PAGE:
We sit in the chilled fall air at a downtown cafe, coats on and twin cupcakes on the table between us. She talks about big things going on in her life, golden-edged things welcomed after a season of hard no’s. She is teary and grateful. I listen enthusiastically because part of me comes alive when I get to hear other people share their good news and realized dreams.
I imagine God sitting there with us, enjoying His daughters enjoy community.
After we lick the last traces of cupcake frosting from our fingers, she apologizes for monopolizing the conversation. I wave my hand and tell her she didn’t monopolize it one bit. She shined in the conversation, for the love. And I am happy to give her the space to do so because it means she trusted me enough to cup a bit of her heart in my hands.
I could make a too-long list of all the times I haven’t had gracious intentions towards friends. Sometimes I care more about what I want to say than what I want to hear. If the scales tip because I do this too much, then I’m not being the best kind of friend.
Because the truth is this: If you want to be a friend to someone, you must reconcile the fact that you don’t always get to have your say. You have to care more about listening than talking.
“You’re not thinking about what you have to say, you’re thinking of what you can hear.” Alia Joy
Of course, the hallmark of great friendships are when both women share in equal parts. But sometimes – in a single conversation or over a season – we place our own words on an altar as we listen with abandon.
Is this hard to do? Sometimes. Is it worth the effort? Always.
If community wasn’t important, Jesus wouldn’t have chosen to get his sandals dusty in the middle of it. But He did, and He was the best kind of listener while doing so. Humility is the heartbeat of all encouragement, and it takes humility to sit with hands and heart open and lips closed. It takes security to know that listening to her share her victories and blessings doesn’t diminish your own choices and abilities. It takes compassion to know that listening to her share her struggles and losses doesn’t elevate your status in the imaginary Woman Who Most Has Her Act Together challenge. It takes a true sister to cheer on another sister in ways that make both women come alive.
It takes a friend, a good friend.
Speak up, sisters! How can I cheer you on today?
Shelly Miller says
I walked right by you sitting there at that small table that day and I knew you were listening because your eyes never left her face. I think you are the kind of friend every girl longs to have, I know that after one face to face encounter with you. A face who cares, is one I remember.
Shelly, that may be the kindest thing anyone has ever told me. Thank you ~ and I’m certain this is an example of you recognizing what you yourself do so beautifully. Oh yes!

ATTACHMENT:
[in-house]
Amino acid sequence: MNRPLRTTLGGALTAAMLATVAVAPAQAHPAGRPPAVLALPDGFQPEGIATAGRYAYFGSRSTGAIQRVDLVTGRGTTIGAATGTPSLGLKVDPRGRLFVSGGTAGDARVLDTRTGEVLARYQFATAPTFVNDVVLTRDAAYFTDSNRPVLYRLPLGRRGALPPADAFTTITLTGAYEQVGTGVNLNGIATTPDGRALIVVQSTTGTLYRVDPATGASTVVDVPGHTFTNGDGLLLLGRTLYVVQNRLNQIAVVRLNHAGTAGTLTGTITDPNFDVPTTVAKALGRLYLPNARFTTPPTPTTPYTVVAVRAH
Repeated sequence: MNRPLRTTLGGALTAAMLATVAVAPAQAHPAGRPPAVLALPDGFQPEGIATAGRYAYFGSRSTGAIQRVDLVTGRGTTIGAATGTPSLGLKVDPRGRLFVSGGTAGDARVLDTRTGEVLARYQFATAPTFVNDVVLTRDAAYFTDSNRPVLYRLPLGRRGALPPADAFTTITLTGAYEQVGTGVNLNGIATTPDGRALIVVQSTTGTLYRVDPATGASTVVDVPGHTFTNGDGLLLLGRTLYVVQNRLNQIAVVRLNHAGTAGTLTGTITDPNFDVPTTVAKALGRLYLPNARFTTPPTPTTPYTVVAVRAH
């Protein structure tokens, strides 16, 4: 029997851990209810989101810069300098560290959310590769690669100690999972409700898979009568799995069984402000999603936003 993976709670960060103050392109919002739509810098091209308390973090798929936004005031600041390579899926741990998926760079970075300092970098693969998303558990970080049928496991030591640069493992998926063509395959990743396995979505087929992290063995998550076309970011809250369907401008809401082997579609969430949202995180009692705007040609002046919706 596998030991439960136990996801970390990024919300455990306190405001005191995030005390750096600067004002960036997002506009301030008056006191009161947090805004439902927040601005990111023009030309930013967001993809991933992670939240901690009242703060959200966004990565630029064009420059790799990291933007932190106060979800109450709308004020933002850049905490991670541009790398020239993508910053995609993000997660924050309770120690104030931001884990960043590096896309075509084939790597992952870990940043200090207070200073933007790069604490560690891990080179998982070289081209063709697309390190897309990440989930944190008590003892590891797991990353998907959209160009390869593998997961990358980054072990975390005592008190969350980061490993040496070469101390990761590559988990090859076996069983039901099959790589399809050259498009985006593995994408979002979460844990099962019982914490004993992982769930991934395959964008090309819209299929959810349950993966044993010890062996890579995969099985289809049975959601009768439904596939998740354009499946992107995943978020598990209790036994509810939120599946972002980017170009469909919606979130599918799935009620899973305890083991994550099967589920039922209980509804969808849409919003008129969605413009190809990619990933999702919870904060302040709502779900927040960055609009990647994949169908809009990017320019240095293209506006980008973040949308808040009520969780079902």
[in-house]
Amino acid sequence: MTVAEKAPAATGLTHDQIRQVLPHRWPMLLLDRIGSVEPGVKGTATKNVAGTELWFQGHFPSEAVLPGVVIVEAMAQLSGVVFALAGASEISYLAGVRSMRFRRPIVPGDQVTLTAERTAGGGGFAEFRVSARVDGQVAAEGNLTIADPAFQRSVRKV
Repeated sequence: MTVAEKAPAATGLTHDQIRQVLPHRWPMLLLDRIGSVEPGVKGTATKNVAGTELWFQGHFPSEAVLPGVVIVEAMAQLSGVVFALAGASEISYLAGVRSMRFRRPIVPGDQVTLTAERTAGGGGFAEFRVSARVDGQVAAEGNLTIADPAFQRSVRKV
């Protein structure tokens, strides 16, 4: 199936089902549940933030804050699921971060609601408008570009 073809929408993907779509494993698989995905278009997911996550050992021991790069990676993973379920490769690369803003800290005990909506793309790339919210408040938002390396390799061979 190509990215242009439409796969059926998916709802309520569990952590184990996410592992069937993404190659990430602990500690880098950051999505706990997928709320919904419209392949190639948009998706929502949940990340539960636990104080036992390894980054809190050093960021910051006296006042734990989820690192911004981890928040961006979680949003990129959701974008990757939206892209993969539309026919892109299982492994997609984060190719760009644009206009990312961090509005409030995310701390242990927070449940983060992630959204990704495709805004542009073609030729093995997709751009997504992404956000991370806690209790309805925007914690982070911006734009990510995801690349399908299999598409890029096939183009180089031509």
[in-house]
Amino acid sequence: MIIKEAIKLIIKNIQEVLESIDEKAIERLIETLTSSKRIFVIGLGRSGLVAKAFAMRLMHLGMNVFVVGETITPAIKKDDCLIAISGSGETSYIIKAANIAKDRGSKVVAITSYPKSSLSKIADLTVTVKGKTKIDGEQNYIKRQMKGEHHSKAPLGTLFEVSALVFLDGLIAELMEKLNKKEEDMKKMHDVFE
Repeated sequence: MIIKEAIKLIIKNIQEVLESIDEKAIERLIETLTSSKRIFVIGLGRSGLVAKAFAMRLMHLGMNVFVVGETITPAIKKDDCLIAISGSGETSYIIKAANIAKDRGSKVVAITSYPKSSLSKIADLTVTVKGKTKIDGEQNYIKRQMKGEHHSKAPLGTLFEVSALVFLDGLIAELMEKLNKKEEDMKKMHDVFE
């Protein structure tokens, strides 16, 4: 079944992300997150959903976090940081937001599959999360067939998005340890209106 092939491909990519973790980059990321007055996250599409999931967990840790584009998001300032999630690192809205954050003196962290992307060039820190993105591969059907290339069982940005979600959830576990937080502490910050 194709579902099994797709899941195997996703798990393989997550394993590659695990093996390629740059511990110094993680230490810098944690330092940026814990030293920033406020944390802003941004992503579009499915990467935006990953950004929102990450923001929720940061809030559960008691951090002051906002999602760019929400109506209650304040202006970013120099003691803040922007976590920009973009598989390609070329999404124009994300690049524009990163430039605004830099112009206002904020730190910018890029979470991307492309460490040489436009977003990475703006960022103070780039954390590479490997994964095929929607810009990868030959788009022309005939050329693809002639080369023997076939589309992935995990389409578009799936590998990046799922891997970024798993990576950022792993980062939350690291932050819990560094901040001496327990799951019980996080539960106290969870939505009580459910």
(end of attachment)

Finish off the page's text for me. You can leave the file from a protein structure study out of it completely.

I *loved* meeting you. You are a treasure.
Loved this!! I came home from Allume bursting and just told a friend Sunday that I felt like I had monopolized the conversation. 🙂 And I promised her that when we get together next week, I’ll be the one listening. I actually posted on Monday about listening to people’s hearts, but in the context of ministry. It is SO important! Thank you for the reminder. 🙂 You have a beautiful heart!
I’ve monopolized more than my fair share of conversations, and I’m also thankful for friends who give me the space to both talk and listen in turn. Love your words here, Leah!
She was a sobbing wet mess and you were the one shining like Jesus.
She loves you dearly sharing cupcakes, sitting at tables, and from a thousands of miles away.
You are glorious, girl. xoxoxoxoxo times a million.
ok. next time we are in the same place for 3 days straight, we must sit down and have a conversation together. i feel like we are kindred spirits because of this statement – “part of me comes alive when I get to hear other people share their good news and realized dreams” – that happens to me too! i’m sorry i didn’t pursue a conversation this time around. and this “It takes a true sister to cheer on another sister in ways that make both women come alive.” tears fill my eyes. beautiful post friend. coffee & cupcake will be my treat when we see each other again.
Caroline, I feel the exact. same. way. About Allume, about being kindred spirits, about all of it. I’m just going to crash your place in NC sometime. Or maybe Myquillyn’s. Or maybe both.
I don’t think I got to meet you @ Allume but it’s on my list of things to do someday..so I can listen to you too! 🙂
“If you want to be a friend to someone, you must reconcile the fact that you don’t always get to have your say.” Holy moley did I need to hear that. Thank you so much.
Jacque Watkins says
Oh how I love you so so SO much and am so thankful to call you my friend. So very thankful! Sending hugs across the miles today…xo
Bev Duncan @ Walking Well With God says
I love the line…”we place our own words on an altar as we listen with abandon”. Thanks for the reminder that God knows what is on our heart when we choose to put others first and listen to them. Wise words my friend!!
Well said by one who listens well and loves friends well.